Thailand lifts minimum wages, proposes tax relief for employers
BANGKOK – The Thai Cabinet has approved new nationwide minimum wages as proposed by the Ministry of Labour effective from April l. The minimum daily wage rates increase between 2% and7% to a range of Baht 308 to Baht 330 varying from province to province.
In determining the new minimum wage rates for each province, consideration was given to provincial economic indicators, such as GDP, labour demand in each province and wages in neighbouring countries.
However, in a Client Alert, lawyers Baker McKenzie comment that it is interesting to note the minimum wage rate in Rayong is surprisingly higher than the rate in Bangkok, despite Bangkok's higher cost of living.
BM says that, in addition to the new minimum wage rates, certain relief measures have been introduced to alleviate the pressure that some employers may face.
According to a Royal Decree, where it is a legal entity, an employer will be exempted from corporate income tax equivalent to 15% of minimum daily wage expenses, excluding overtime payment, allowances and any tax paid by an employer on behalf of employees.
To be eligible for the tax exemption, the employer must satisfy the following conditions:
The employer must have revenue from the sales of goods or services during the fiscal year of not more than Baht 100 million, and must have fewer than 200 employees;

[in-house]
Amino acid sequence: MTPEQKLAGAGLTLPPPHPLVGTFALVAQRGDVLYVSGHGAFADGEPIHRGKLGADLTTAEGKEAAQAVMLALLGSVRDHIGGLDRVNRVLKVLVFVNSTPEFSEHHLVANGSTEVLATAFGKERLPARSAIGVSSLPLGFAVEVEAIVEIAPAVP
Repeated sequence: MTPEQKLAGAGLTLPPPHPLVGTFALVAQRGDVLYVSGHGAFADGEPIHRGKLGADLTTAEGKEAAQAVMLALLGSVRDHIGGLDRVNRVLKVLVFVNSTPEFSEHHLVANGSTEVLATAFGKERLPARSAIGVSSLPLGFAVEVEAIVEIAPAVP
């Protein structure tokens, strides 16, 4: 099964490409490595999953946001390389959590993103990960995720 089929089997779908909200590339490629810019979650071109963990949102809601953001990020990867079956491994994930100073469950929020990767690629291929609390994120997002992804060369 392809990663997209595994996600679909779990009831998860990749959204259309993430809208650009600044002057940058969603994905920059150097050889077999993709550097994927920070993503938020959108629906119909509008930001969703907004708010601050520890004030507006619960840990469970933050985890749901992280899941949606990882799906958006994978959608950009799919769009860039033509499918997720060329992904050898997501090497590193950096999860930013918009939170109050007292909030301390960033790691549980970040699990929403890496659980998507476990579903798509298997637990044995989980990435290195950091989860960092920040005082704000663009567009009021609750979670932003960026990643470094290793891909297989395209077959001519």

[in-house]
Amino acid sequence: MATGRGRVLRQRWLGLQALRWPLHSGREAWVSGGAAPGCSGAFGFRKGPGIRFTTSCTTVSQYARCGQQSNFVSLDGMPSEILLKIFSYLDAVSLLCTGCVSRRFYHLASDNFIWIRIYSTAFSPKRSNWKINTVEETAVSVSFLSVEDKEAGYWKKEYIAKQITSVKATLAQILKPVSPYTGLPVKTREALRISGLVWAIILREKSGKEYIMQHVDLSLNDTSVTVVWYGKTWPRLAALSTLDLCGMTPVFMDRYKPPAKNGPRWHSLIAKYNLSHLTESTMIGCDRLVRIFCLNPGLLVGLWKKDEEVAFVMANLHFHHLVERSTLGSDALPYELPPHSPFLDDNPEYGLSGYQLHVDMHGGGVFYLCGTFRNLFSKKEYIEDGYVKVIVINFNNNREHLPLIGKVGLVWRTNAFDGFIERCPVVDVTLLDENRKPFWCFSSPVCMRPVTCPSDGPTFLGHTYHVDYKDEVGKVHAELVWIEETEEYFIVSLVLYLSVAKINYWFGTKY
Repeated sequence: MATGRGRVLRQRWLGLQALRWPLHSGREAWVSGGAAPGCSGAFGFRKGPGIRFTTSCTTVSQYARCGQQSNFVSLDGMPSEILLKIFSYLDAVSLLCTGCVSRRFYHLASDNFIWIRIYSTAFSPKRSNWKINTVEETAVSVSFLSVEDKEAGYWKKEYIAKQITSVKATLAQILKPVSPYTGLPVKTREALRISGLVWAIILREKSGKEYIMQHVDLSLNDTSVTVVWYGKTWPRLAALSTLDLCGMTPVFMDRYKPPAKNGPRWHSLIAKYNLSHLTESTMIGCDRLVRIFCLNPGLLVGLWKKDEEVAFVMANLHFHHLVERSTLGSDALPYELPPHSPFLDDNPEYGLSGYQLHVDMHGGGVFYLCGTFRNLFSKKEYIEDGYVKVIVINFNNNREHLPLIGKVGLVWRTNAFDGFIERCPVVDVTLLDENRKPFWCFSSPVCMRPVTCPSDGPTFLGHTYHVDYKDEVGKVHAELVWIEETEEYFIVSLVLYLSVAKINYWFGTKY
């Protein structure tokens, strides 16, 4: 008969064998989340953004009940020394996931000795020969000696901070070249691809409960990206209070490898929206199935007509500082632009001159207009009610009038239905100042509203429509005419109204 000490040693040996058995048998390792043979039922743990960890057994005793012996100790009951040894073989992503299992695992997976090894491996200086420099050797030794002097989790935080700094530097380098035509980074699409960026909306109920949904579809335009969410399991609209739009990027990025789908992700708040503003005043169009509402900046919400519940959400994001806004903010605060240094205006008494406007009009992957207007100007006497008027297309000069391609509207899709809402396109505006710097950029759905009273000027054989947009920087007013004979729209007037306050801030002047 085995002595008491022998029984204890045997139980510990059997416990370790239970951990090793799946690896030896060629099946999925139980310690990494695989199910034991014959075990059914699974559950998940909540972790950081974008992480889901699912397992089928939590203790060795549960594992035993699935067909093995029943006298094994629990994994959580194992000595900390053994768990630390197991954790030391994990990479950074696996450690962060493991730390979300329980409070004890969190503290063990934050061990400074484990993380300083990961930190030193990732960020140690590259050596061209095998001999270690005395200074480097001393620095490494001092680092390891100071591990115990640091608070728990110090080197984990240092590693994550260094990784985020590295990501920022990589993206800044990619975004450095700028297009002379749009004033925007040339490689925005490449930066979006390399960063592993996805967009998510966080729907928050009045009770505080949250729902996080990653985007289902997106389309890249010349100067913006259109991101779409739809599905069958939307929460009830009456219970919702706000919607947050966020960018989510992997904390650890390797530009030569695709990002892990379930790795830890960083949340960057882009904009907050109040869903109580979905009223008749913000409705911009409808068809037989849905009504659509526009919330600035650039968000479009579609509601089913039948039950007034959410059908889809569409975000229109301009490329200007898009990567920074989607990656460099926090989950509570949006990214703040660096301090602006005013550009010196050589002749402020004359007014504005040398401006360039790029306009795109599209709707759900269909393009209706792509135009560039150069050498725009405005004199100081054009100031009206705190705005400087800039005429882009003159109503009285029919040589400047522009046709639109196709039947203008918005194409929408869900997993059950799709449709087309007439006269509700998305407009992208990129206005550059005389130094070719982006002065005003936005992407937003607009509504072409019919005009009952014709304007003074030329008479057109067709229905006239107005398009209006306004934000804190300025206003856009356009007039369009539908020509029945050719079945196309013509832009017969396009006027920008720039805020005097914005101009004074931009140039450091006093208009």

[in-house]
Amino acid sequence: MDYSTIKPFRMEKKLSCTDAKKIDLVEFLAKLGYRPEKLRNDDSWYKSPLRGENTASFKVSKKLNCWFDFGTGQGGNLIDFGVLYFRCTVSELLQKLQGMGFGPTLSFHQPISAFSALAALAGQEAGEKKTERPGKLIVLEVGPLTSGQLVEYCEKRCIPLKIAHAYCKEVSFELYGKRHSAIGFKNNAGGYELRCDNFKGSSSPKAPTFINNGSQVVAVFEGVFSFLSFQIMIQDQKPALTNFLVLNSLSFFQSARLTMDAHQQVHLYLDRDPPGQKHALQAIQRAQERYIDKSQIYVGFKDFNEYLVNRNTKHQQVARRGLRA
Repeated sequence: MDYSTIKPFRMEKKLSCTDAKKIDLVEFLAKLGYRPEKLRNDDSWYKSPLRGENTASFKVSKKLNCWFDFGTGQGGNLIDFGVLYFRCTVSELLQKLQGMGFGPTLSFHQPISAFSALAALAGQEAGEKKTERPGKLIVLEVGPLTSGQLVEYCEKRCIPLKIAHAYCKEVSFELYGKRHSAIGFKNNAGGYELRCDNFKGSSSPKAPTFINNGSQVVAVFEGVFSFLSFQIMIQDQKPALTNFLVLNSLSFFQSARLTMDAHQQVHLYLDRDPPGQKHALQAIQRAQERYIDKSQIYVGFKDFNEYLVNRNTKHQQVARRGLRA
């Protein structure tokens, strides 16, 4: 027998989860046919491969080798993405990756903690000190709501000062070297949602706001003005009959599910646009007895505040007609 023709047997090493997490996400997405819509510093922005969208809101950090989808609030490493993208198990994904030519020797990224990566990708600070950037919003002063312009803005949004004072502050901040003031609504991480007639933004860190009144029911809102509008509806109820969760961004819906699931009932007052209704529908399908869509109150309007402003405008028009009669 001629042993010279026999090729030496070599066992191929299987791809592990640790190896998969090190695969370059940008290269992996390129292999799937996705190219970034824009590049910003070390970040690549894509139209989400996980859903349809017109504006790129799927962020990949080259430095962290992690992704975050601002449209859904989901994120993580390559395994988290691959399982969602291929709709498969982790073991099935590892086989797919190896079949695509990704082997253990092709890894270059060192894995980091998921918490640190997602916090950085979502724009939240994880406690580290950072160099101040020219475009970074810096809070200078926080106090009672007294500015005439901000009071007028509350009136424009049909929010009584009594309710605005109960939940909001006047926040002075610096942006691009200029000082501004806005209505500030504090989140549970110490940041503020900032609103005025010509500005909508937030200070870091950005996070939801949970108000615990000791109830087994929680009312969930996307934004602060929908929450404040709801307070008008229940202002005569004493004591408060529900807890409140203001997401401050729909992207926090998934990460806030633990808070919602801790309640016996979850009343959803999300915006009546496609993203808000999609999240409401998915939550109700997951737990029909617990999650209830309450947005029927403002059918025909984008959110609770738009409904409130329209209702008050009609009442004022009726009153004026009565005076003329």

Minimum daily wages paid to employees from April 1 2018 to December 31 2018 must be higher than the wages paid to the employees before April 1 2018; and
The employer must not already be entitled to any other tax benefits for its wage expenses.
The Client Alert says there are other future measures in the pipeline that the Government is proposing to helpSMEs and industry operators cope with the new wage rates.
One measure proposed by the Ministry of Industry involves allocating Baht 5 billion to increase the productivity of SMEs to help them reduce costs and enhance the potential of entrepreneurs and personnel over the next three years.
The Board of Investment is suggesting two approaches.
Firstly, there would be a maximum 50% corporate income tax reduction for three years for entrepreneurs that have modernised their machinery and applied digital and internet-based services to their production and management of their business.
Secondly, SMEs that have human resources-related expenses, such as improving technology skills budgets, will be entitled to a reduction from taxable income of 200% on the expenses incurred. BM notes that these proposals have not yet been approved and may be subject to further changes.
Additional future proposals include a requirement that an employer having 50 or more employees must prepare a wage structure for employees to see as reference and as a guarantee that the wages will be increased every year.
Another is the application of floating wage rates in provinces located in Eastern Economic Corridor (EEC) such as Rayong, Chonburi and Chachoengsao in order to ensure that skilled workers are available in those locations to serve the needs of employers in the EEC. Similarly, this proposal has not yet been approved. www.bakermckenzie.com (ATI).